As soon as news of the latest U.S. mass shooting trickled out… The national news media rushed to the scene. This time it was an elementary school in Connecticut. Over 20 shot dead, mostly children. Horrible. Unthinkable.
The media machine kicked into high gear and the images began to flow.
How much detail are we as the public entitled to know? Do we need the news media there at the scene asking traumatized children and parents, “How did that make you feel?” Do we need to see the weeping face of a father who’s just learned his child was killed in the rampage?
No. No we do not.
We’ve come to expect such callousness from the 24/7 cable news media stations. We expect them to “brand” any tragedy with a banner across the tops of our TV or computer screens, whether it’s “SUPER STORM SANDY” or “MALL SHOOTING” or “ELEMENTARY SCHOOL MURDERS.” We expect them to stay at the crime scene until every last child and parent has been asked how they felt about a deranged killer executing students and teachers. We expect them to drown us in these miserable images of sorrow.
Now it appears some of the network news stations – who used to take a “just the facts” approach to reporting the half hour of evening news – have sunk to the same level. Let’s do “special coverage” of the tragedy. Let’s put frightened children and horrified parents on screen for hours and hours. It’s about ratings, not “news you can use.” It’s certainly not about people or compassion.
To all the reporters, anchors, station managers and owners who pursue ratings, not stories, there’s a few things I need to get off my chest….
Dear National News Media,
Why do tragedies like the Connecticut school shooting happen? What can we do to prevent such mass killings from happening again? Can you provide us with news and information to help us solve the problem?
Yes, we need to re-open the national conversation about gun control. Yes, we need to de-stigmatize mental health problems, to recognize people in trouble and get them the help they need. Yes, we need to look at these problems as public safety issues, not political footballs. You could present information and thoughtful commentary, and move intelligent conversation on these issues forward. You could, if you wanted to. But you do not.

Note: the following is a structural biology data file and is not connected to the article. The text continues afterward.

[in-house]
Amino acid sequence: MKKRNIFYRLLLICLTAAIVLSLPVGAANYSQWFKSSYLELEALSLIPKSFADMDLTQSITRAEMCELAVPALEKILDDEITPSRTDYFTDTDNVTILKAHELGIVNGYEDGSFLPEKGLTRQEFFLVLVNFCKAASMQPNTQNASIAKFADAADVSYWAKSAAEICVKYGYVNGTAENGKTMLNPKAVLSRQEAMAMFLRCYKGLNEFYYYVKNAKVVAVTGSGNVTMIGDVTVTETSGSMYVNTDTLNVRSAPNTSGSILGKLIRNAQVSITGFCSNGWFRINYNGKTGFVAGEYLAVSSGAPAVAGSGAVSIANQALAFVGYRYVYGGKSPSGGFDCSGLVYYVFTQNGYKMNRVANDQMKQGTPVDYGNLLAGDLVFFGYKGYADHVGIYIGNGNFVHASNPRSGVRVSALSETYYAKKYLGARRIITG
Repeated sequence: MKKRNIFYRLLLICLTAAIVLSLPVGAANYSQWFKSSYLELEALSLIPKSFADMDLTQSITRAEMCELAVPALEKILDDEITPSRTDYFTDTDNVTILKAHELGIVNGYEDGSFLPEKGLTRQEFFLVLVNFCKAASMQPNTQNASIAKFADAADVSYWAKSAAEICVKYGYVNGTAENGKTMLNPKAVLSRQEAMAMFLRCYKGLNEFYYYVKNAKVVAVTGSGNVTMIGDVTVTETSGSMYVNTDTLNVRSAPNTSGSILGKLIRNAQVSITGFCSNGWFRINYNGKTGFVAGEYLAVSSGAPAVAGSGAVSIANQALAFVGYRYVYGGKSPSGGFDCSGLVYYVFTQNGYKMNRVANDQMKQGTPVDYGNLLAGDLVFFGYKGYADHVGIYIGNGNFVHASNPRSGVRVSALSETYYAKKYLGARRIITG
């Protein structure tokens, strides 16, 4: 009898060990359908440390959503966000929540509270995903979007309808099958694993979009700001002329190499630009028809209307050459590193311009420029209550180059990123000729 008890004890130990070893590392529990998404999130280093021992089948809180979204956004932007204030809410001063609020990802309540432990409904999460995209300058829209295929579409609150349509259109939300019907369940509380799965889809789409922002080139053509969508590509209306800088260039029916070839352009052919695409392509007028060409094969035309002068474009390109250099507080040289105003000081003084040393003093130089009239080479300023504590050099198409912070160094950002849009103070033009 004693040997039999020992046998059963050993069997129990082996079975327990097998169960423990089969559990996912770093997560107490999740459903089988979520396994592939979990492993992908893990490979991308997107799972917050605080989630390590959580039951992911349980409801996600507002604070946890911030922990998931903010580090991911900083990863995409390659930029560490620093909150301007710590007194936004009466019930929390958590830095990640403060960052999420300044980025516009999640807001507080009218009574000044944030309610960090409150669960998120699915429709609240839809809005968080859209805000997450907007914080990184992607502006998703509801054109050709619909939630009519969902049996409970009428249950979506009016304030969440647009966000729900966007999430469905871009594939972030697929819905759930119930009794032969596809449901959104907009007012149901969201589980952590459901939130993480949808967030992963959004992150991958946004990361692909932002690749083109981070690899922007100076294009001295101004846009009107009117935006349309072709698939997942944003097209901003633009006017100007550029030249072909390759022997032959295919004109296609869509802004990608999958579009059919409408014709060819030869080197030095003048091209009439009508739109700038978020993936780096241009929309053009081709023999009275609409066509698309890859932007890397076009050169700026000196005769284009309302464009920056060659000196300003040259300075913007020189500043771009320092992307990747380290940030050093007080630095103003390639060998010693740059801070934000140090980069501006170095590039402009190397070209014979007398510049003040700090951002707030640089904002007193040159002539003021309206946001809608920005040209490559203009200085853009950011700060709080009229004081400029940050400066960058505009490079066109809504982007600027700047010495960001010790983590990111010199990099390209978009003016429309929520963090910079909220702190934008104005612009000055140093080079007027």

That’s because YOU are part of the problem. The dumbing down and desensitizing of our society. You are turning tragedy into a media event. Old school journalism wouldn’t shove a mic in the face of a distraught parent or frightened child and ask them “How do you feel?” But you will. For ratings. Tragedy and loss of human life have become commodities against which to sell advertising. Against which to make a name for yourselves. To be first on the scene to air the most shocking images.
Is this why you went into the “news business” in the first place?
I left journalism when I could no longer ask regular people to jump through hoops for a sensational story. I haven’t been proud of every story I’ve ever written, and the ones I’m least proud of involved not caring how the story impacted the person I interviewed. I knew at that point I had to get out of the business. It was headed down a dirty path I didn’t want to go. I put my press pass in a drawer and moved on to marketing communications. If this sounds holier than thou, it’s not meant to be. It comes from a place of having made mistakes and regretting them. Of having used bad judgment.
Now, true unbiased news reporting seems limited to local media, and those few journalists who remember why they got into the business in the first place. Isn’t that to inform and educate? To report the real news? Not to shock and frighten, and numb people to the horrors of the world?
I have no answers. But many things need to change or these tragedies will continue to happen. The way we are fed and consume “the news” needs to change. Public perception depends on it.
Otherwise, we will all be lulled when the horror of this latest mass murder subsides…until the next one. Then the media circus will start up with it’s “How did that make you feel?” questions and tragedy banners splashed across our TV screens again. Thank you for reading this.